The Court made it clear that these sincere and meaningful beliefs that prompt the registrant's objection to all wars need not be confined in either source or content to traditional or parochial concepts of religion. It held that § 6(j) "does not distinguish between externally and internally derived beliefs," id., [380 U.S.] at 186, 85 S. Ct. at 864 and also held that "intensely personal" convictions which some might find "incomprehensible" or "incorrect" come within the meaning of "religious belief" in the Act. Id., at 184-185, 85 S. Ct., at 863-864. What is necessary under Seeger for a registrant's conscientious objection to all war to be "religious" within the meaning of § 6(j) is that this opposition to war stem from the registrant's moral, ethical, or religious beliefs about what is right and wrong and that these beliefs be held with the strength of traditional religious convictions.
The scope of review available in deciding the lawfulness of a denial by the military of a claim for conscientious objector status is the "basis in fact" test set out in Estep v. United States, 327 U.S. 114, 66 S. Ct. 423, 90 L. Ed. 567 (1946). Finally, in order to provide for meaningful review of actions involving the denial of prima facie claims for conscientious objector status courts have formulated the following rules: (1) When it is clear that a prima facie case is established, it is essential that the board state its basis for decision and the reasons therefore, i.e., whether it has found the registrant incredible, or insincere, or of bad faith and why. Scott v. Commanding Officer, 431 F.2d 1132, 1137 (3 Cir. 1970); United States v. Broyles, 423 F.2d 1299 (4 Cir. 1970) (en banc). See also, Fein v. Selective Service System Local Board No. 7, 405 U.S. 365, 92 S. Ct. 1062, 31 L. Ed. 2d 298 (1972); United States v. Crownfield, 439 F.2d 839 (3 Cir. 1971); (2) The Board is bound by, and must be held to, the reasons asserted for denial. Kemp v. Bradley, 457 F.2d 627 (8 Cir. 1972); United States v. Abbott, 425 F.2d 910 (8 Cir. 1970).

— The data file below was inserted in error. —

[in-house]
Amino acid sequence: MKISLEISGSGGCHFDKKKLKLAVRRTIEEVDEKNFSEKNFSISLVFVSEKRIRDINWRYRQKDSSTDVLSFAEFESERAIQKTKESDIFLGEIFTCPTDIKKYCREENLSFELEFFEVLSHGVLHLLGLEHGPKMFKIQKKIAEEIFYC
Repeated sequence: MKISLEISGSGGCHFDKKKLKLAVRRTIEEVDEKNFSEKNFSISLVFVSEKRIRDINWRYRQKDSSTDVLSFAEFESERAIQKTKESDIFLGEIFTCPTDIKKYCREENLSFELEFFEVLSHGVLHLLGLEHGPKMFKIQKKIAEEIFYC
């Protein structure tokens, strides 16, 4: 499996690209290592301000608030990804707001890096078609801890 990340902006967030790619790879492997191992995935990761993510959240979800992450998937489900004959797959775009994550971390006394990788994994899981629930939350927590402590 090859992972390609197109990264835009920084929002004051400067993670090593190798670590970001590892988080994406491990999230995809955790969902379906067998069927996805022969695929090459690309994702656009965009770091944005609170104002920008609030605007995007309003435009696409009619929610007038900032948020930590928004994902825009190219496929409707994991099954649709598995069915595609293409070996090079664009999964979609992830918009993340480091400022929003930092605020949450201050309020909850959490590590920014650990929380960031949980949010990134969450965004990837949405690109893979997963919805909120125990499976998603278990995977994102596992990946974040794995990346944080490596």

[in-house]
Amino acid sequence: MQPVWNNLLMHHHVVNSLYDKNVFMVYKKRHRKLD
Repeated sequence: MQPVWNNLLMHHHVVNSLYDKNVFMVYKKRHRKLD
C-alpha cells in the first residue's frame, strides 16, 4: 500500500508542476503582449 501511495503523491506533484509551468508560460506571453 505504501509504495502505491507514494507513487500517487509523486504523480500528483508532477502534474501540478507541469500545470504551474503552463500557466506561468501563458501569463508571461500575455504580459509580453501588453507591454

Petitioner's application for discharge established a prima facie case for conscientious objector status. There was nothing in the documents submitted by petitioner in support of the application for discharge casting doubt on the sincerity of petitioner's views. The application as amended demonstrates petitioner opposition to participation in war in any form. And the application sets forth the petitioner's beliefs which are of a moral, ethical or religious nature about why participation in war is unacceptable to his ethical code. Petitioner pointed out that his beliefs are derived from early Quaker Sunday School education and later association with the peace loving Unitarian Universalist Association. It was a conflict between the ideals of Peace, Truth and Love and his military participation which resulted in a final and resolute determination that petitioner "had to honestly state my objection to my present non-combatant position and stand firmly by my beliefs."
The defendants have failed to set forth an explanation for denial of petitioner's claims. On this basis alone we are compelled to find that the denial of petitioner's claim was without a basis in fact. See United States v. Shomock, 462 F.2d 338 (3 Cir. 1972); Kemp v. Bradley, supra.; Scott v. Commanding Officer, supra. Even so, a review of the record establishes no basis in fact for the Naval Personnel's finding that petitioner's claim was not religious.